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“Blame-The-Victim Mentality”: Senate Obstruction Through The “Funhouse Mirror”

One of the most durable GOP talking points in support of its plea to gain control of the Senate is that mean old Harry Reid, doing the bidding of scary radical Barack Obama, runs the place like the House (well, the House as run by Democrats when they controlled it!), allowing no debate or amendments. That argument apparently got under the skin of Juan Williams of Fox News and The Hill, not exactly a big liberal, who called it out as the inverse of the truth, using the stalled confirmation of the president’s Surgeon General nominee as an example:

The nation has not had a surgeon general since November 2013 because the GOP is blocking the president’s nominee, Dr. Vivek Murthy. At a time of medical emergency, what is the Republicans’ problem with Murthy?

In October 2012, the doctor tweeted: “Tired of politicians playing politics w/guns, putting lives at risk b/c they’re scared of the NRA. Guns are a health care issue.”

Dr. Murthy, a graduate of Harvard and the Yale School of Medicine, has impressive credentials for a 36-year-old. He created a breakthrough new company to lower the cost of drugs and bring new drugs to market more quickly.

But his big sin, for Senate Republicans, is that as a veteran of emergency rooms Dr. Murthy expressed his concern about the nation’s indisputable plague of gun violence.

When Dr. Murthy was nominated, the National Rife Association announced plans to “score” a vote on the doctor’s nomination, meaning any Republican or Democrat running in a conservative state who voted for Murthy would be punished in NRA literature and feel the pain in their fundraising come midterm election season.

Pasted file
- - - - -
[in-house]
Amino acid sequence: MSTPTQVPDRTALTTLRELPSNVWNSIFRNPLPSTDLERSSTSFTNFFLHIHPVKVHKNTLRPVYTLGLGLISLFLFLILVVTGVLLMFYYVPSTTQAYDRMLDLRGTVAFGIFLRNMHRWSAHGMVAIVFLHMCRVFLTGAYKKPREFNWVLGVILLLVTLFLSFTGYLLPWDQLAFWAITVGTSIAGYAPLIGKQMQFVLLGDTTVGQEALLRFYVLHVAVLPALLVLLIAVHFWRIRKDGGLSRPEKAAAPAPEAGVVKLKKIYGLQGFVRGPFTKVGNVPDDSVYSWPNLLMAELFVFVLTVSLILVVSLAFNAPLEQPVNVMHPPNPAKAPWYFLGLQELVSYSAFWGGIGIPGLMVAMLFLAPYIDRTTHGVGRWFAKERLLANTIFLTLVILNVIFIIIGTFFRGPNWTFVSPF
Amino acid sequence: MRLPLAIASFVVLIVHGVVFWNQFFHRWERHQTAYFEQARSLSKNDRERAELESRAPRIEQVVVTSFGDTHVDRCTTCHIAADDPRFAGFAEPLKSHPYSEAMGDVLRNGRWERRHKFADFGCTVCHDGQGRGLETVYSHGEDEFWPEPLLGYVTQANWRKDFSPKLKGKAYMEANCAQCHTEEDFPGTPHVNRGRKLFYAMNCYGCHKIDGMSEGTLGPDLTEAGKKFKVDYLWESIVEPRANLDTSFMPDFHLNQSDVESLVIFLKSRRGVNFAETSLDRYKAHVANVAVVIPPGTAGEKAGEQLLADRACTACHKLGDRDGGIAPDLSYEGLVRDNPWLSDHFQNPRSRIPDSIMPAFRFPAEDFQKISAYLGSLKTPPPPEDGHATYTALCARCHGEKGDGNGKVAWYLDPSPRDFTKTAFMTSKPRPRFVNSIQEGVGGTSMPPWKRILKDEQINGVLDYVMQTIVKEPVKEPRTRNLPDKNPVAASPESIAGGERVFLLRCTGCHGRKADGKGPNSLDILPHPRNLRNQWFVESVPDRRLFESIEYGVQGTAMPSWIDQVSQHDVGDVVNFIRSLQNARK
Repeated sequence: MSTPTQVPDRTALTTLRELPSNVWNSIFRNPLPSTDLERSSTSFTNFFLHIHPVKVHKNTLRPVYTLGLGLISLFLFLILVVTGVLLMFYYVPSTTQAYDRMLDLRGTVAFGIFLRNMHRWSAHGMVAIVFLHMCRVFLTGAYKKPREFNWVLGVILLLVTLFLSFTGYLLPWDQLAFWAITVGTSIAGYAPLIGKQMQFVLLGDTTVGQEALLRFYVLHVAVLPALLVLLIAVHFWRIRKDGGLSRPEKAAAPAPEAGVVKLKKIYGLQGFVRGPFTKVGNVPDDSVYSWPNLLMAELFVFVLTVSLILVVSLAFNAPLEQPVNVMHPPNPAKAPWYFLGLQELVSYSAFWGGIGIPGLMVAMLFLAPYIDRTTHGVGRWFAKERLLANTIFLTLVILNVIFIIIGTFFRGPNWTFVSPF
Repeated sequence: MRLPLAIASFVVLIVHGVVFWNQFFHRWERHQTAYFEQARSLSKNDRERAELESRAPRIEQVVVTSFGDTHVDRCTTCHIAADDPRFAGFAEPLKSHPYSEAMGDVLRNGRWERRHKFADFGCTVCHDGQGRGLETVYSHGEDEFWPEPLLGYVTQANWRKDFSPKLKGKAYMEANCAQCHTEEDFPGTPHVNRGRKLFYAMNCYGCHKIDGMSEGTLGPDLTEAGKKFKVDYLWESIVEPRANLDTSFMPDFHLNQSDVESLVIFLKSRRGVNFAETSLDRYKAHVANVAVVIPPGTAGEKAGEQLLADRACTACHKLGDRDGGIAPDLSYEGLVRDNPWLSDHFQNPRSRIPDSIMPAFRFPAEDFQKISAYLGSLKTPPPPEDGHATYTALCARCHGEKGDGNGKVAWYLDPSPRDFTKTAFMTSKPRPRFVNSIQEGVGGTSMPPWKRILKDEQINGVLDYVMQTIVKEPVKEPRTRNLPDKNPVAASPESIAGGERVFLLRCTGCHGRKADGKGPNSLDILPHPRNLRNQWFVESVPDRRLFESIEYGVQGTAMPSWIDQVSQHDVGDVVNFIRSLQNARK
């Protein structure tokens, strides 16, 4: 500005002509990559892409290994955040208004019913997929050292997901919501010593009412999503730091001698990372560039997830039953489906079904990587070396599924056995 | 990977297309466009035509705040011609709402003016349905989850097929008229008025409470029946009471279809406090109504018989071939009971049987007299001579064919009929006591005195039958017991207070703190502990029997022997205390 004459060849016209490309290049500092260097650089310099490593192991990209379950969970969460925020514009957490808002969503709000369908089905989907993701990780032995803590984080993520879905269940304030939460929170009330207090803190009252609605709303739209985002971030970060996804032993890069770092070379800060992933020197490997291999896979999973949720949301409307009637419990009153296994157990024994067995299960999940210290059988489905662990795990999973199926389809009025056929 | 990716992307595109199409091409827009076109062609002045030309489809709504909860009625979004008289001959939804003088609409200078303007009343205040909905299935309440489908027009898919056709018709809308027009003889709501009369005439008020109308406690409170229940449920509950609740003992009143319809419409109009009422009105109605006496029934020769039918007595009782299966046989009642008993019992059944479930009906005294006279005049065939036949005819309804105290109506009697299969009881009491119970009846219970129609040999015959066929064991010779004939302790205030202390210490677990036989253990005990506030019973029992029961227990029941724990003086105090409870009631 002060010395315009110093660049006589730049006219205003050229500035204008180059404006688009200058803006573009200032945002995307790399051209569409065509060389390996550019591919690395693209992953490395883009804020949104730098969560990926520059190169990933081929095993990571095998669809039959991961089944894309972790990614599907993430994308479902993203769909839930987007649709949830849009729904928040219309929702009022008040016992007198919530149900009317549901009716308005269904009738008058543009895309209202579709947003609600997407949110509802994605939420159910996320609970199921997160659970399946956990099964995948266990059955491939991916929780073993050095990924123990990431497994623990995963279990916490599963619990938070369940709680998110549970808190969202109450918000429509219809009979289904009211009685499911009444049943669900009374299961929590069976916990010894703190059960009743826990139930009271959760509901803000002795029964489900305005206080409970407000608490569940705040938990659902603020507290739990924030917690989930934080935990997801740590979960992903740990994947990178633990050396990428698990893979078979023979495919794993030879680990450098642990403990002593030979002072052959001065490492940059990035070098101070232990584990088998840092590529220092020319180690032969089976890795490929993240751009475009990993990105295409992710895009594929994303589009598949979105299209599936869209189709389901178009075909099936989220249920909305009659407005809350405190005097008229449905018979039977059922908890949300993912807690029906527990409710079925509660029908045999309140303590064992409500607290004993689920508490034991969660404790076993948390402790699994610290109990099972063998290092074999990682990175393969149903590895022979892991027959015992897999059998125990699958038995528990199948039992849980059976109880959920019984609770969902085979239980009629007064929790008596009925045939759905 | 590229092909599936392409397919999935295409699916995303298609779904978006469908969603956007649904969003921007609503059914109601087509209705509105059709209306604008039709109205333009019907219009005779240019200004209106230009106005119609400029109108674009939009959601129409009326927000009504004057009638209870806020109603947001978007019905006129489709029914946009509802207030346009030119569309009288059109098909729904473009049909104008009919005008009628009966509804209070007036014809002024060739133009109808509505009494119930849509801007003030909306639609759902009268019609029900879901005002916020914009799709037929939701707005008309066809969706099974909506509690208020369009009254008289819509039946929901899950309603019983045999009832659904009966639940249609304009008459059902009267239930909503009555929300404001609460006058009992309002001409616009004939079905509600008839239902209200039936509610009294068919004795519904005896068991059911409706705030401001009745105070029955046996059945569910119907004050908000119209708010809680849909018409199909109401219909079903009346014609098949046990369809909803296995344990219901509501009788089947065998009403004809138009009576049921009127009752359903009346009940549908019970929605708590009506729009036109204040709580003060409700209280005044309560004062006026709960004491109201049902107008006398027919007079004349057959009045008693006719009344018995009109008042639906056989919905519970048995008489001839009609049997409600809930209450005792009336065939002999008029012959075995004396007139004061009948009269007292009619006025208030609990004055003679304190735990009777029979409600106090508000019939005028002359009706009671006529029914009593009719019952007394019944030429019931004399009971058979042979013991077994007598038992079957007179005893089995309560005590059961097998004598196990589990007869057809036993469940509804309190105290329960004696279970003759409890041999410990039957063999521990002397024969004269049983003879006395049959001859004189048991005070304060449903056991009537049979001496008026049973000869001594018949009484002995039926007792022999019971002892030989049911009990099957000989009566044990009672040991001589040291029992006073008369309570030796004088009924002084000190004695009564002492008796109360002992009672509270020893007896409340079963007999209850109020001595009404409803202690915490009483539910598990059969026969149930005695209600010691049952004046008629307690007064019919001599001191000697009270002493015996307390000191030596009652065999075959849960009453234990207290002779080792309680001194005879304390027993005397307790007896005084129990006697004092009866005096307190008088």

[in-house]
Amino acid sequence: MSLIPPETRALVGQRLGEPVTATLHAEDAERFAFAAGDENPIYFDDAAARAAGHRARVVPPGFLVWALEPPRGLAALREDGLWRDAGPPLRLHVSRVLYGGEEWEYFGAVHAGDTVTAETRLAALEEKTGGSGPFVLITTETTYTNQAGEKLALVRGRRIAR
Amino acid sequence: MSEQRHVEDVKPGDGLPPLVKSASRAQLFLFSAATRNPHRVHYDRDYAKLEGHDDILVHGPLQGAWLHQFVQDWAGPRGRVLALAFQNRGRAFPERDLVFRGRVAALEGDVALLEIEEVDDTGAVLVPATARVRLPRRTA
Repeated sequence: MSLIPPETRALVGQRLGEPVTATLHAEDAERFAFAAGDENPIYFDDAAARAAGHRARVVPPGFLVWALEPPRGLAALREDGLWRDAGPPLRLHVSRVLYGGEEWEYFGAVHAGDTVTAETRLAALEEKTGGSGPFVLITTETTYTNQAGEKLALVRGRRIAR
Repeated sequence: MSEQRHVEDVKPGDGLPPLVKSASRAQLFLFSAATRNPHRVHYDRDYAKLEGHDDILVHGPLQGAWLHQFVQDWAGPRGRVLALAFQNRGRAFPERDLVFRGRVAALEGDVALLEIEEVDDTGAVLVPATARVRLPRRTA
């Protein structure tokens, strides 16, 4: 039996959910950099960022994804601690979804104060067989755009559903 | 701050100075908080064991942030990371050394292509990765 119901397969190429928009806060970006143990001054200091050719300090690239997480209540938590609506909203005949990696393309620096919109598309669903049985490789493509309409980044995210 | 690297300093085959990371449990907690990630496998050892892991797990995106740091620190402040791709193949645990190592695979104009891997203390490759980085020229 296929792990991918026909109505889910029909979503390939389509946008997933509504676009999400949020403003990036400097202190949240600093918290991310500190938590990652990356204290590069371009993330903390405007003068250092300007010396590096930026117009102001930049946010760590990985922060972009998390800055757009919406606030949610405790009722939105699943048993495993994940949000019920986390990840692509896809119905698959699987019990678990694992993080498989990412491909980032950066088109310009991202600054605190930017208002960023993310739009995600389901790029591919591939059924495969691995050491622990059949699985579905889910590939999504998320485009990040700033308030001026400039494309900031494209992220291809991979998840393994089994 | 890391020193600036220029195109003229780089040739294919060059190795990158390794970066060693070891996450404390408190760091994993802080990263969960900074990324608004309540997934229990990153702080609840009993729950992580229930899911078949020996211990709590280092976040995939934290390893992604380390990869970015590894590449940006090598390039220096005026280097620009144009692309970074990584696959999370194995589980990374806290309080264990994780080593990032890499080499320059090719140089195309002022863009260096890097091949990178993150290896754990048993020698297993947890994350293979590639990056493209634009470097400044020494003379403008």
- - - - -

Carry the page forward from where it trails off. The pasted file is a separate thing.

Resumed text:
When public anxiety over Ebola became a GOP talking point, 29 House Democrats wrote to Reid calling for the Senate to expose the Republicans for their deceitful strategy. They wanted, and still want, Senate Democrats to push for a vote on the surgeon general nominee and force the Republicans to explain their opposition. Their thinking is that swift action is needed to put a surgeon general in place and give the American people a trusted source of guidance on Ebola.

The Tea Party’s favorite senator, Republican Ted Cruz of Texas, last week agreed on the need for a surgeon general in a CNN interview. But in the funhouse mirror-style so loved by the Republican base, Cruz blamed Obama for the vacancy.

“Of course we should have a surgeon general in place,” Cruz told CNN’s Candy Crowley. “And we don’t have one because President Obama, instead of nominating a health professional, he nominated someone who is an anti-gun activist.”

This is a pretty good example of the kind of blame-the-victim mentality whereby the party of obstruction is projecting its posture onto its opponents. And we can obviously expect a lot more of it if Republicans gain control of the Senate and with Harry Reid out of the way begin cooperating with House GOPers to send bill after bill to the White House.

 

By: Ed Kilgore, Contributing Writer, Political Animal, The Washington Monthly, October 27, 2014

October 28, 2014 Posted by | Ebola, GOP, U. S. Surgeon General | , , , , , , , , | Leave a comment

Insulting Comments At Fox News Debate Show Newt Gingrich Clueless On Black Americans

If you want to understand why the GOP is so ill prepared to compete in an increasingly nonwhite America, just look at the exchange between Fox News questioner Juan Williams and Newt Gingrich halfway through last night’s Republican presidential debate.